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Re: AW: Thoughts on validation requirements

From: Peter F. Patel-Schneider <pfpschneider@gmail.com>
Date: Wed, 30 Jul 2014 08:52:29 -0700
Message-ID: <53D914BD.4020608@gmail.com>
To: Eric Prud'hommeaux <eric@w3.org>
CC: public-rdf-shapes@w3.org, Dimitris Kontokostas <kontokostas@informatik.uni-leipzig.de>, "Bosch, Thomas" <Thomas.Bosch@gesis.org>

On 07/30/2014 07:57 AM, Eric Prud'hommeaux wrote:
> * Peter F. Patel-Schneider <pfpschneider@gmail.com> [2014-07-29 08:01-0700]
>> On 07/29/2014 03:43 AM, Eric Prud'hommeaux wrote:
>>> * Peter F. Patel-Schneider <pfpschneider@gmail.com> [2014-07-28 07:54-0700]
>>>> On 07/28/2014 02:20 AM, Eric Prud'hommeaux wrote:
>>>>> On Jul 28, 2014 12:08 AM, "Peter F. Patel-Schneider" <pfpschneider@gmail.com>
>>>>> wrote:
>> [...]
>>>> An RDF document, on the other hand, almost invariably contains
>>>> multiple somethings, very often not arranged in a tree, and
>>>> sometimes even without any connection between them.  In RDF it is
>>>> generally permissable to have any sort of information, whereas XML
>>>> information is generally required to fit into what is expected.
>>> I agree, but fear this is a sort of selection bias.
>> Well obviously there is a bias towards using RDF for multiple
>> somethings, because RDF is good at that and other formats are not.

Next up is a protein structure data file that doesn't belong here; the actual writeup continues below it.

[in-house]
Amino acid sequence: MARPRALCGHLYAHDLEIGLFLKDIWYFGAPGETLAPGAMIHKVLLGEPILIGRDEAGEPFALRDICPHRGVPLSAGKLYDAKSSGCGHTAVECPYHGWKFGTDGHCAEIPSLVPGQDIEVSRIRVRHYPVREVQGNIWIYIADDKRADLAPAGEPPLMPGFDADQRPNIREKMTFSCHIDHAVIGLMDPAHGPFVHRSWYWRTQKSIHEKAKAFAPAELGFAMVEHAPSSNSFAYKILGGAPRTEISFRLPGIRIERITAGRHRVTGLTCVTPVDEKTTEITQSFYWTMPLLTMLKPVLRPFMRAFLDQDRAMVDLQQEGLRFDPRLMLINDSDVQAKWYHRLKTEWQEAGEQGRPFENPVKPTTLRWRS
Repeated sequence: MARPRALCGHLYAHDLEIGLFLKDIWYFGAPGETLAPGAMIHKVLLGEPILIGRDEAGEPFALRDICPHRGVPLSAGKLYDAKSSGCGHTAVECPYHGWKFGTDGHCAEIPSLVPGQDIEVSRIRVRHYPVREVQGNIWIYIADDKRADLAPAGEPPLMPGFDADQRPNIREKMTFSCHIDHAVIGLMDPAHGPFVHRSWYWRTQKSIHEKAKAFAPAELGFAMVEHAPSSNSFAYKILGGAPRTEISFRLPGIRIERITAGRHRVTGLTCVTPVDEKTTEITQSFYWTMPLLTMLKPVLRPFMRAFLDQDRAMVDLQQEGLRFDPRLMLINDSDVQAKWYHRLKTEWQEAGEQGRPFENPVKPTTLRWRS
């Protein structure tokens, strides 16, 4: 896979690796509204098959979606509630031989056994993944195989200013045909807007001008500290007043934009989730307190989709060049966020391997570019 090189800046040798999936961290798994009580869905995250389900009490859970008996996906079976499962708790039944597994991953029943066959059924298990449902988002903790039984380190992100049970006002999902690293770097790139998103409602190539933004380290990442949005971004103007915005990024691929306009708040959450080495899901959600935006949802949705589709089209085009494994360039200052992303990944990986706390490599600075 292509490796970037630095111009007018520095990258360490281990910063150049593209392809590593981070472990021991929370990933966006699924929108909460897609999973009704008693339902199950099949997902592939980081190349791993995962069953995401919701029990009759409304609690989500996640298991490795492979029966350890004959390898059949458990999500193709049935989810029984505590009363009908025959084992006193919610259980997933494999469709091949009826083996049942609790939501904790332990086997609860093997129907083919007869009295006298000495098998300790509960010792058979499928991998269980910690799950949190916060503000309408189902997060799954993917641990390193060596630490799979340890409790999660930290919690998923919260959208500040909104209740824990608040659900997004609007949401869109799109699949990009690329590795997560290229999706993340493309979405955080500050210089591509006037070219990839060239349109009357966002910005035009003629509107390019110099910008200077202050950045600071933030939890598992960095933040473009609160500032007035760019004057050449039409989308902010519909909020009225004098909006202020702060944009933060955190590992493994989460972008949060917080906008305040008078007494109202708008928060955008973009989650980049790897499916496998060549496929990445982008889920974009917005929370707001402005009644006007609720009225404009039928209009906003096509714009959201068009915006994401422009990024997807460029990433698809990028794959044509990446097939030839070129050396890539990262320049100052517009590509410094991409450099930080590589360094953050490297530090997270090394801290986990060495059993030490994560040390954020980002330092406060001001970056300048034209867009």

>> Because of this virtuous bias, there is the concomitant bias that
>> there is relatively less RDF that is used for single somethings.
>> There is, of course, nothing wrong with this so far.
>> It may be that because RDF is good for multiple somethings, some
>> people think that it is not good for single somethings.  If so, this
>> would be somewhat unfortunate.
> Agreed, and that's probably a point that will require constant
> reminders, though the cases I'm referring to use multiple somethings,
> see "Linked Data Basic Profile 1.0 - Use Cases and Requirements".
> <http://www.w3.org/Submission/2012/SUBM-ldbpucr-20120326/#usecases>
> Below, Consider a HospitalTransferRecord from Clinic A to Clinic B.
> This would incorporate a bunch of somethings like a target problem,
> vitals, prescriptions, and a patient (well, more rigorously just a
> person temporarily acting in the role of patient).
>> However, this certainly doesn't mean that RDF validation should